There are a lot of opinions and misinformation about nutrient timing. Whether your clients are trying to lose weight or gain muscle, chances are they have asked you about meal frequency and meal timing, which are common terms used to talk about dietary eating patterns. Is there a “right” way to eat or a right time to eat? The most reliable way to sift myth from reality is to look beyond opinions and focus on facts. Here are 5 misnomers backed by science to consider.
1. Eating More Frequent, Small Meals Boosts Metabolism
This eating style proposes that eating five or more smaller meals a day (nibbling) will raise metabolic rate, which will burn more calories. Can we change our eating patterns to tip the metabolic scale in our favor?
This myth surfaced because it is true that when you eat you increase your metabolic rate slightly by increasing the thermic effect of food (that is, calories burned from consuming food). However, the additional number of calories burned is minimal: <10% of the total amount of calories you burn in a day (that is, only 200 more calories if you are consuming 2,000 calories per day).
The idea that eating many small meals per day can increase your metabolism, or prevent it from “slowing down,” is a myth that has been challenged by researchers. Kinabo and Durnin (1990) found decades ago that when energy intake is equal between two diets (nibbling or gorging), the net thermic effect of food is also equal, regardless of meal frequency. This was further confirmed by researchers using a “gold standard” metabolic/respiratory chamber comparing nibbling, gorging and fasting meal frequency patterns (Smeets & Westerterp-Plantenga 2008; Seimon et al. 2015).
Just as with any other desired outcome, fit pros must use client goals and personal preferences to adapt recommendations for individual clients. At the end of the day, evidence shows that metabolic rate is not affected by altering meal frequency, so help your clients choose a pattern that safely reduces caloric intake for them.
2. Eating Frequent Smaller Meals Reduces Hunger
We all have food cravings. Can you think about a time when you were ravenous and all you wanted was a cheeseburger (or any other high-fat, high-calorie food)? What if we could keep those temptations at bay with dietary manipulation?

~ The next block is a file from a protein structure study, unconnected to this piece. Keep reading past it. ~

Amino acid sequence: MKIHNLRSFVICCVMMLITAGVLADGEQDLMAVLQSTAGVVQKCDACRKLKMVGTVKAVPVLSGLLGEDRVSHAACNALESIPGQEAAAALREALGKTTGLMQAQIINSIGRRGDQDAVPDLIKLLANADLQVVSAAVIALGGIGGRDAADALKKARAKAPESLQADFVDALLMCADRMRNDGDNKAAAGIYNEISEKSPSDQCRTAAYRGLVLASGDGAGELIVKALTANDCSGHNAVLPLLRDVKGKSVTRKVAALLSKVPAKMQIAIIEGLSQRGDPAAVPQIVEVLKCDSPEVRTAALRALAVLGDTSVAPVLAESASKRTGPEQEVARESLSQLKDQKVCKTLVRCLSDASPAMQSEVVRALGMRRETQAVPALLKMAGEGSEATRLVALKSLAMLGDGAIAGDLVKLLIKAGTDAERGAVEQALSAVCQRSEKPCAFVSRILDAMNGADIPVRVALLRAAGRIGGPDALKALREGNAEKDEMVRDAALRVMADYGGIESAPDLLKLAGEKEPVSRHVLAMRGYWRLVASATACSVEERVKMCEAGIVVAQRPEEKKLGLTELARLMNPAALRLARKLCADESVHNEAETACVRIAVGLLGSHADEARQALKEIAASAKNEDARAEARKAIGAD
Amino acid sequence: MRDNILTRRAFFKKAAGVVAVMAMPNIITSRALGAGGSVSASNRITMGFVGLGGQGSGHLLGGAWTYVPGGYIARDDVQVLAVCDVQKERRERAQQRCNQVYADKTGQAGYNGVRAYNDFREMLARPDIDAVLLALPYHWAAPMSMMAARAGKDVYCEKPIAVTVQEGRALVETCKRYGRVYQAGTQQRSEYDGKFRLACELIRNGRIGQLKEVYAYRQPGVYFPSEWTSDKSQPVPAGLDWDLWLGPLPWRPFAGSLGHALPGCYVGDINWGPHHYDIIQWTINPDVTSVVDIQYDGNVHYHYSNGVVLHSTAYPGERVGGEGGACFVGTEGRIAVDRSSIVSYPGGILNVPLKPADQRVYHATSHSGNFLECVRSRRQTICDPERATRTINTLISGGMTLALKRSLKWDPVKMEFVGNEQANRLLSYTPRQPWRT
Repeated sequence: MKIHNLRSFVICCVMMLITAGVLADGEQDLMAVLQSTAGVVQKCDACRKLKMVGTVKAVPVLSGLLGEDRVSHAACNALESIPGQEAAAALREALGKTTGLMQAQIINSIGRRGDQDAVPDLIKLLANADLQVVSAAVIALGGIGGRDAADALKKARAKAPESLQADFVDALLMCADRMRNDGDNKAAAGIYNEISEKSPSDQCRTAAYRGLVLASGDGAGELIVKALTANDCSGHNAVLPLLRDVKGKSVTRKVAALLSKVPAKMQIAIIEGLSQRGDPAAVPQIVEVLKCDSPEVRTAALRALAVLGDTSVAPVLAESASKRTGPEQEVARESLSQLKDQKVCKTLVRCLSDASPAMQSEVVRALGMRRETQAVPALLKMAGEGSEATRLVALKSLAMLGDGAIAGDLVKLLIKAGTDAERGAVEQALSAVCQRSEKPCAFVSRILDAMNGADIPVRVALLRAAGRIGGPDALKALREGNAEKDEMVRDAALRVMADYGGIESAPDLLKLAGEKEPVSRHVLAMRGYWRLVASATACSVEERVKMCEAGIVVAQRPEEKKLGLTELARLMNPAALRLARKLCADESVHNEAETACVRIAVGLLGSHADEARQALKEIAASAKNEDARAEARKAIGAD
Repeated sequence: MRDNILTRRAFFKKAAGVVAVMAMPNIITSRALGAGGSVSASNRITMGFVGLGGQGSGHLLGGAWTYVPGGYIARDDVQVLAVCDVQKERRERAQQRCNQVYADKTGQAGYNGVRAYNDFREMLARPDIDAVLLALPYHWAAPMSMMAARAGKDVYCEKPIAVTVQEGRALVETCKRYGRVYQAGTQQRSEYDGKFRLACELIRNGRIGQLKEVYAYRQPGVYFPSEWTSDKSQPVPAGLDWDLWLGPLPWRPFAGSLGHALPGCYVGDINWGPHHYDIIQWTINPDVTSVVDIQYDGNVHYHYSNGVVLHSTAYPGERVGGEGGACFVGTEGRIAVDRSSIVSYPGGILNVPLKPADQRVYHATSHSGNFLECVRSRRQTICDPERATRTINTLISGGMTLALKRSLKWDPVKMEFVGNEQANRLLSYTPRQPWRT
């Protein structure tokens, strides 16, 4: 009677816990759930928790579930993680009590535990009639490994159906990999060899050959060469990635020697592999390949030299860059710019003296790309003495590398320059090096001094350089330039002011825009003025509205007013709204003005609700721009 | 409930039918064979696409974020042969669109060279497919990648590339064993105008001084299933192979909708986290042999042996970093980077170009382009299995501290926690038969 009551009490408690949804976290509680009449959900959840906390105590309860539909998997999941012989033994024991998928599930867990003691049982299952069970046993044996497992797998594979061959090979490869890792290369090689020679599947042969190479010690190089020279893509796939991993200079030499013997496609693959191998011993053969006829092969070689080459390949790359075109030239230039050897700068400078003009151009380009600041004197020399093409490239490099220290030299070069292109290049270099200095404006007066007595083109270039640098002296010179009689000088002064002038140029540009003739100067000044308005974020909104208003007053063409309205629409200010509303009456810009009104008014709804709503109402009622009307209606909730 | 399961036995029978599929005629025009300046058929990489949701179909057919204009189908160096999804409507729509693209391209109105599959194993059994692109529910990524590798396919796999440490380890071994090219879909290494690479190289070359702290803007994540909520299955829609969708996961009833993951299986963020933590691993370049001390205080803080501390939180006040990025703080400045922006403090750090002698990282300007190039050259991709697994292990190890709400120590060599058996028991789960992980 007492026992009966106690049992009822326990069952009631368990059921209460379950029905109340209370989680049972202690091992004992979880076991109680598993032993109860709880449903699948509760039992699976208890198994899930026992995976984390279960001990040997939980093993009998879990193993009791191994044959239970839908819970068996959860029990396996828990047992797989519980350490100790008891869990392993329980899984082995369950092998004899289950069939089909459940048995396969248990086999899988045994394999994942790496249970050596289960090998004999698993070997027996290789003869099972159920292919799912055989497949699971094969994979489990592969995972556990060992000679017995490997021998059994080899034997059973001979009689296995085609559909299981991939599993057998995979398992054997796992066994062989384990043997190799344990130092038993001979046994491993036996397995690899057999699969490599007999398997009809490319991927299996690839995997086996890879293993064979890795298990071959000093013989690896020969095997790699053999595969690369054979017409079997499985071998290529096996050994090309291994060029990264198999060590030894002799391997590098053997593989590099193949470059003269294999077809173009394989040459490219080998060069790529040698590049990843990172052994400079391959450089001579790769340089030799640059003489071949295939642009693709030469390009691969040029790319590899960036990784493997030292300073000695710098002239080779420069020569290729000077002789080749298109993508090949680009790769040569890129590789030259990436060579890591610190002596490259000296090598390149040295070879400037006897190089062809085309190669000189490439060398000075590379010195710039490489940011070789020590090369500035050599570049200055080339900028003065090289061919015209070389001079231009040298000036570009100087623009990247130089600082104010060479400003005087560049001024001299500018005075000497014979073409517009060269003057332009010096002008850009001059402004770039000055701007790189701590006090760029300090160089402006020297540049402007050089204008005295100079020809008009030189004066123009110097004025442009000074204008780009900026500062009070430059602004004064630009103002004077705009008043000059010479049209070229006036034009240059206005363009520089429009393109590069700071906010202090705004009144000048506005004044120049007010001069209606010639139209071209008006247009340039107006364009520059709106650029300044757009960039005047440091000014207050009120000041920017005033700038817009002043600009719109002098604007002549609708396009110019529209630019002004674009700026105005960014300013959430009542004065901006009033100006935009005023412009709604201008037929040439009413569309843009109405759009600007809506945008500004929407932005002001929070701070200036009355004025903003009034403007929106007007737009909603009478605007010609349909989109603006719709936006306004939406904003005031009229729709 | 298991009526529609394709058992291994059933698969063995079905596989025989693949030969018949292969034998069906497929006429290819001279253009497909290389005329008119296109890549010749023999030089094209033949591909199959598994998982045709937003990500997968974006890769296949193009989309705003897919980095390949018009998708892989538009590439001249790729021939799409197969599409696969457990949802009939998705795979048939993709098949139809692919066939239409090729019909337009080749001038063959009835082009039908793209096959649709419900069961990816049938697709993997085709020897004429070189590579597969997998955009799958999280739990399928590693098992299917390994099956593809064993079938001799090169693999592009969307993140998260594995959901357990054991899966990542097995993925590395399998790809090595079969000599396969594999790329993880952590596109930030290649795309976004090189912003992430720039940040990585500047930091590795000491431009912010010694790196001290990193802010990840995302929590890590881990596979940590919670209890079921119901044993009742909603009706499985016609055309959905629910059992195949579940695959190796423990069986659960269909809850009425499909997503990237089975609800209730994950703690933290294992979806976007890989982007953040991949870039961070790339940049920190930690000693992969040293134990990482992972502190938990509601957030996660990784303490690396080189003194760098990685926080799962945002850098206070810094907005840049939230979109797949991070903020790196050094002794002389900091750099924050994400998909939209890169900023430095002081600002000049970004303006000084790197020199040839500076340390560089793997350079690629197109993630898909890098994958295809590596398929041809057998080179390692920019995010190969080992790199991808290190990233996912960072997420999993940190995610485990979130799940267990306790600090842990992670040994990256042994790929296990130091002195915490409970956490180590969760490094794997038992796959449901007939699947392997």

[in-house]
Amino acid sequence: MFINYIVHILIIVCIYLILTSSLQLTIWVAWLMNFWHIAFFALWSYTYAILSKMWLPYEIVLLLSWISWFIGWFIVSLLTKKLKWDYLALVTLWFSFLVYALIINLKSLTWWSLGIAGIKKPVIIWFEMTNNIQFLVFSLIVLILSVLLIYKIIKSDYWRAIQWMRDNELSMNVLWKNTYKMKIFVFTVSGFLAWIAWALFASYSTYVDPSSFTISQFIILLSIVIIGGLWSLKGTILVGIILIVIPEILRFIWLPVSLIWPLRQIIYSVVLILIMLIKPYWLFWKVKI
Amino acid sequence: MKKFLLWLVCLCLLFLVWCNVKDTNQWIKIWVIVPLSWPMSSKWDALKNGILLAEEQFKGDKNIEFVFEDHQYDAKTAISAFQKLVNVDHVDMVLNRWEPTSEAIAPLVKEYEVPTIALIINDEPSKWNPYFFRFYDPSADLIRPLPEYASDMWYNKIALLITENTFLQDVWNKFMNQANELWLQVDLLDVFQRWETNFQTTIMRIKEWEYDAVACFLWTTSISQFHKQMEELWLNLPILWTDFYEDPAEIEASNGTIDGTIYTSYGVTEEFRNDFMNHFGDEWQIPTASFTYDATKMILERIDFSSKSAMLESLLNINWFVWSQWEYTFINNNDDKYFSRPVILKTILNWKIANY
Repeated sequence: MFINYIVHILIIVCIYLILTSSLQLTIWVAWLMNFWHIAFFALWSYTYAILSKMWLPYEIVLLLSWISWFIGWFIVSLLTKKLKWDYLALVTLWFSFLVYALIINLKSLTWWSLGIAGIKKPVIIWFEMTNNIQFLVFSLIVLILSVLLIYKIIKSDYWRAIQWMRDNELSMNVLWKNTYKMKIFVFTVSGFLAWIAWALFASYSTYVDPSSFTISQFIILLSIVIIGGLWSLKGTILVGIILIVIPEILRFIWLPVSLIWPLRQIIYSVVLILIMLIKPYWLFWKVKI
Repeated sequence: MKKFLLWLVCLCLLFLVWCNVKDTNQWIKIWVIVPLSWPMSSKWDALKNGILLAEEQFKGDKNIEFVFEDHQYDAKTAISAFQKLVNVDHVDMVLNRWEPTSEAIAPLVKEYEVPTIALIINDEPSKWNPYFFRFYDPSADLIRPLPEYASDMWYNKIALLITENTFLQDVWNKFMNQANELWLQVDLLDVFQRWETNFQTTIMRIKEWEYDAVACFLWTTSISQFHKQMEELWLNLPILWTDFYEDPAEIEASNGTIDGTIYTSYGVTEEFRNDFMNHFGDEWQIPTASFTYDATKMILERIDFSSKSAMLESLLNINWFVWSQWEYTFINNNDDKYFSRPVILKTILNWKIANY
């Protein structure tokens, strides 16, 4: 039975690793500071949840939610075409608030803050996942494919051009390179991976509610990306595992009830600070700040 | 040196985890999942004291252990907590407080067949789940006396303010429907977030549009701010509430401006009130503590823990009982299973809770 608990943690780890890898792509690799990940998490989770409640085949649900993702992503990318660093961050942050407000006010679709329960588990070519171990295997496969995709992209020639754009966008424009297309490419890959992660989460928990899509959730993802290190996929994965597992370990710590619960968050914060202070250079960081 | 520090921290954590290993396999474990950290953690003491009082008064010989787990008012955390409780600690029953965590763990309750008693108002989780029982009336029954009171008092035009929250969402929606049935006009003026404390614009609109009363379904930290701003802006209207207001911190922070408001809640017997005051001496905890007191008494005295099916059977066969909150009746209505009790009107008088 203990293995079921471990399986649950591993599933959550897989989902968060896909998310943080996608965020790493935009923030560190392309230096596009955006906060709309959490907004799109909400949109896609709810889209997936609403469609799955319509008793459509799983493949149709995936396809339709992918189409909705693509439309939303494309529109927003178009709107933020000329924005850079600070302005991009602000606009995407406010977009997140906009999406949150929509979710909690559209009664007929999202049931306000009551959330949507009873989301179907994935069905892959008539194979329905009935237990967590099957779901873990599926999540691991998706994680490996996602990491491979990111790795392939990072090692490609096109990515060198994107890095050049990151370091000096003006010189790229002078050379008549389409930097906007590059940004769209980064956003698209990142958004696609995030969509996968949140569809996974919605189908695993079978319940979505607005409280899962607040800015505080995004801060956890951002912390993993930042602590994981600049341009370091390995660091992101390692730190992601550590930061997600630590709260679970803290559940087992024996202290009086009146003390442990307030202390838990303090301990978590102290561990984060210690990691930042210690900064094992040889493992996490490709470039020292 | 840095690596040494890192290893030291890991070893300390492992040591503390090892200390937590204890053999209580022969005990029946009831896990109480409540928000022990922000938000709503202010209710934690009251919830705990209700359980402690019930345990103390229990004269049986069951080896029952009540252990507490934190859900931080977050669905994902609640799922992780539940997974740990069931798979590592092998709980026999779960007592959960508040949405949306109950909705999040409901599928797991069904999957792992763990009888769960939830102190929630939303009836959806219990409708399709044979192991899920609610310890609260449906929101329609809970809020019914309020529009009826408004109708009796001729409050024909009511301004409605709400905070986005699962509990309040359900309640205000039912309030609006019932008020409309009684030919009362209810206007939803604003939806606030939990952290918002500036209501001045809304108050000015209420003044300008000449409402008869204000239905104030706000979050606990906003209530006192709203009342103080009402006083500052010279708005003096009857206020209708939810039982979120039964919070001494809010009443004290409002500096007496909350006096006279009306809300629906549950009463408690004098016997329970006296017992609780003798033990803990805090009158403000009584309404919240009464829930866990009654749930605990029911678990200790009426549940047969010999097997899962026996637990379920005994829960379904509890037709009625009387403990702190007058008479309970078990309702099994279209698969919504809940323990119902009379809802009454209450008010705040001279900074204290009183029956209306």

While increasing the number of occasions for eating may not affect metabolic rate, some believe it helps control appetite and improve glucose/insulin metabolism, thereby reducing cravings. By comparison, eating larger meals is thought to result in rapid highs and lows in blood sugar levels, which could spike cravings.
Current research does not necessarily support these beliefs. What’s the cause of food cravings? It turns out that hormones found in the gut and adipose tissue may be the underlying culprit. Insulin and glucose do have an effect on the body’s hunger and satiety hormones (ghrelin, which stimulates the appetite, and leptin, which among many other satiety hormones regulates energy balance). Ghrelin is the only hunger hormone: It acts fast and hits like a powerhouse to stimulate hunger from the gut and trigger the central nervous system, prompting us to eat.
The gastrointestinal hormones, including ghrelin, are among the main influencers of feeding behavior. They drive whether we’re motivated to be a nibbler or a gorger, to enjoy breakfast (or not), or to experience food cravings. Food cravings are initiated by multiple factors, including a person’s habits, hormones and circadian rhythms (Hutchison & Heilbronn 2016). As the body’s internal body clock, circadian rhythms play a unique role in nutrient metabolism, behavioral responses, core temperature and the release of appetite hormones (Peeke 2018).
Some people have higher amounts of ghrelin. Telling someone with naturally high ghrelin levels to reduce their eating frequency can create “hangry” emotions.
The research is not definitive. Increasing meal frequency to a level that is higher than what you are used to may actually increase your hunger, according to some reports (Ohkawara et al. 2013). Overall, this is directly associated with BMI (body mass index). Research shows that, on average, as BMI increases, circulating ghrelin levels decrease—while circulating leptin levels increase (Monti et al. 2006).
This suggests that for clients with higher BMIs, reduced eating frequency or even a fasting program could help them attain calorie and macronutrient targets. It’s best to advise clients to listen to their internal clocks, and to promote an eating pattern that encourages consumption of quality calories with adequate protein. This approach is likely to reduce cravings during a negative calorie balance.
See also: Is it Time to Eat Yet?
3. Eating Multiple Times per Day Boosts Muscle Mass